The team is joined by GuestKats Mirko Brüß, Rosie Burbidge, Nedim Malovic, Frantzeska Papadopolou, Mathilde Pavis, and Eibhlin Vardy
InternKats: Rose Hughes, Ieva Giedrimaite, and Cecilia Sbrolli
SpecialKats: Verónica Rodríguez Arguijo (TechieKat), Hayleigh Bosher (Book Review Editor), and Tian Lu (Asia Correspondent).

Wednesday, 27 July 2005


1 Oh, the embarrassment (but thanks)!

The mid-summer issue of Managing Intellectual Property features its third annual list of the 50 Most Influential People in Intellectual Property. This list, for the first time ever, contains the names of 49 human beings and one fictional Kat.

The IPKat, on behalf of his blogmeisters, would like to take this opportunity of saying a big "thanks" to all of his readers and interlocutors: your comments and your insights have helped make this all possible.

2 ... and what else is in the current MIP?

This being the summer, it's time for the combined July-August issue of Managing Intellectual Property. This issue leads with a strong piece by MIP's editorial team of Emma Barraclough, Sam Mamoudi and editor James Nurton on the increasingly complex interaction between the drive to establish common technological standards in the high-tech and communications sector and the demand for a return on private IP investment.

There's also what the IPKat rates as one of the most important articles published in any journal this year: the piece by Ben Goodger and Patsy Day (Rouse & Co) on the likely dire impact of the UNCITRAL Convention on the Assignment of Receivables in International Trade upon IP royalty-bearing transactions. If ever you depend upon licensees gathering in royalties from sublicensees and then passing them on to you, read this with fear and trepidation ...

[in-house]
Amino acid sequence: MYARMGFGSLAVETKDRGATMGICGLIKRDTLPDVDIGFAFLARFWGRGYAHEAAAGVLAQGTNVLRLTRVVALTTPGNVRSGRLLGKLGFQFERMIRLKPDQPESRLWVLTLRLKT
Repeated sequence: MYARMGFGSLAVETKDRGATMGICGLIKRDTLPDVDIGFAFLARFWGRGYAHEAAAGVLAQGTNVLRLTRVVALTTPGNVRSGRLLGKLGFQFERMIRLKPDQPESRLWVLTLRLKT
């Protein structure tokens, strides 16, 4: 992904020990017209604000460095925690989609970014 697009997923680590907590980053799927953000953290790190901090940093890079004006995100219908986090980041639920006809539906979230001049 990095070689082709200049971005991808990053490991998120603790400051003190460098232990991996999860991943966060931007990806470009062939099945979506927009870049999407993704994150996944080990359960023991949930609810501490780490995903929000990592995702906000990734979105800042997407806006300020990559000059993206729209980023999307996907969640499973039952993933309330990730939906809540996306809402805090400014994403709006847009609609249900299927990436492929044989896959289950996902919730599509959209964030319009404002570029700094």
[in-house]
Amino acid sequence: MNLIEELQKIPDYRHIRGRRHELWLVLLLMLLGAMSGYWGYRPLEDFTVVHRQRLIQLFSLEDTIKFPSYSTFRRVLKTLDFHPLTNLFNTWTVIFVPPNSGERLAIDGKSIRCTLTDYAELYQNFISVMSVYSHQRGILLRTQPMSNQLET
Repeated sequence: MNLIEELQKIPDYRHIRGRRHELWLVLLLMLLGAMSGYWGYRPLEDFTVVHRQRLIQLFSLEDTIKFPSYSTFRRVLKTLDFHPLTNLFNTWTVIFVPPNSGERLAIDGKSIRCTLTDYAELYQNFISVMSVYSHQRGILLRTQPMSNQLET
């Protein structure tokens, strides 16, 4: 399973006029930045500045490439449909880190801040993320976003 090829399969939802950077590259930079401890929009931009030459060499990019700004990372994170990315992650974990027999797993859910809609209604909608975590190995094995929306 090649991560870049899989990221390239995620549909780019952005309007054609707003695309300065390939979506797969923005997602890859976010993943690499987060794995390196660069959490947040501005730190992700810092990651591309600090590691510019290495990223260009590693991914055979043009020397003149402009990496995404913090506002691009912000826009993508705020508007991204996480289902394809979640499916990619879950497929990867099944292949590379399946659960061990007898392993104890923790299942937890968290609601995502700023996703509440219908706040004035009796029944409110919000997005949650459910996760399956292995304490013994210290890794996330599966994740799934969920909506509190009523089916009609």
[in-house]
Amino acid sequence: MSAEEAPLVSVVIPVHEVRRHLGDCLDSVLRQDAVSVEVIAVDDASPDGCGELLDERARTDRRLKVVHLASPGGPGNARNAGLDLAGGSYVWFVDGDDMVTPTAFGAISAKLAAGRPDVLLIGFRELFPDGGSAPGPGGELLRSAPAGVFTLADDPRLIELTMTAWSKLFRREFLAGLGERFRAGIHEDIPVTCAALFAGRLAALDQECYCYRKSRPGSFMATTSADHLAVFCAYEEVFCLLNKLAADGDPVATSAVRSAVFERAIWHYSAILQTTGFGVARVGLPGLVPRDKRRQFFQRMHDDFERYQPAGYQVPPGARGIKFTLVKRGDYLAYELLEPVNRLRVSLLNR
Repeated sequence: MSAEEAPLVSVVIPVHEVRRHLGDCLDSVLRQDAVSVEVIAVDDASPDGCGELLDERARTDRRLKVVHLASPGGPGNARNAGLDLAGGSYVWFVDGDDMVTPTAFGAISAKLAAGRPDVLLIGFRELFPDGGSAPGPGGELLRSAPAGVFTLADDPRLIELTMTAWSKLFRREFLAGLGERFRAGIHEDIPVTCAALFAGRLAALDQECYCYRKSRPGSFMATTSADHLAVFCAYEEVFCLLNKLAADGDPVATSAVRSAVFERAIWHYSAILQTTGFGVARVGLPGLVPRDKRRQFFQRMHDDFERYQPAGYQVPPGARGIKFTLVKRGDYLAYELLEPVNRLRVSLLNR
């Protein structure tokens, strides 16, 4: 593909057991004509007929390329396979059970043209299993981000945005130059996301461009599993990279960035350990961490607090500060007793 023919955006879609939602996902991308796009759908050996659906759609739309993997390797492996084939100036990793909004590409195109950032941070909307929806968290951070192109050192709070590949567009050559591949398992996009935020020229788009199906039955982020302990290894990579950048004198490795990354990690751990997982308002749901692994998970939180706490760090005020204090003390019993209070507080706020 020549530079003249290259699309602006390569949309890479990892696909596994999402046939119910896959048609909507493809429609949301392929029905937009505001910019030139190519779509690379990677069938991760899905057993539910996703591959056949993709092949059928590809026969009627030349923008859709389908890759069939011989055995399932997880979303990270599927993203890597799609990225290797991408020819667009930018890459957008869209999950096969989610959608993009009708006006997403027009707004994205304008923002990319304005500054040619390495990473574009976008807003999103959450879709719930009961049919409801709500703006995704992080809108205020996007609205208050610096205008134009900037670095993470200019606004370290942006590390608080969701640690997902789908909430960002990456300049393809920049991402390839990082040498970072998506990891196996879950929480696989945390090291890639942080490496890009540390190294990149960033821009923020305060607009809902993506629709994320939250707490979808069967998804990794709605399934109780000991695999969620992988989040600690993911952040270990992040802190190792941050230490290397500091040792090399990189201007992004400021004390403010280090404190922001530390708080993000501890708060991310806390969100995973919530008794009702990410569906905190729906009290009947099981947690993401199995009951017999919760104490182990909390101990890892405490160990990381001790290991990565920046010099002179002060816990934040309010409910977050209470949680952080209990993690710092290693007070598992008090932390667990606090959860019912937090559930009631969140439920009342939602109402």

3 Thirsty thief may have drunk Weapon of Mass Destruction

That's about the most bizarre headline to have been given to an IPKat story, but it fits the tale pretty well. Ananova cites The Scotsman as reporting that a clear plastic two-litre bottle of melted Antarctic ice going by the name of "Weapon of Mass Destruction", supposedly a work of art by one Wayne Hill, was missing, presumed drunk to the last drop by a thirsty thief.

Said Mr Hill:

"It looked like an ordinary bottle of water, but it was on a plinth, labelled, described and in the programme of the whole festival. It was very, very clear what it was - a work of art".
He apparently added:

"Nobody has any idea what has happened to it. It was there and then it was gone".
The alleged work of art was valued at £42,500. If it were drunk, the IPKat thinks he knows what might have happened to it, but he's not going to say ... He also wonders at the artist's name, "Wayne Hill", since that's also the name of a Water Resources Center in Georgia, USA.

More overpriced, overrated water here


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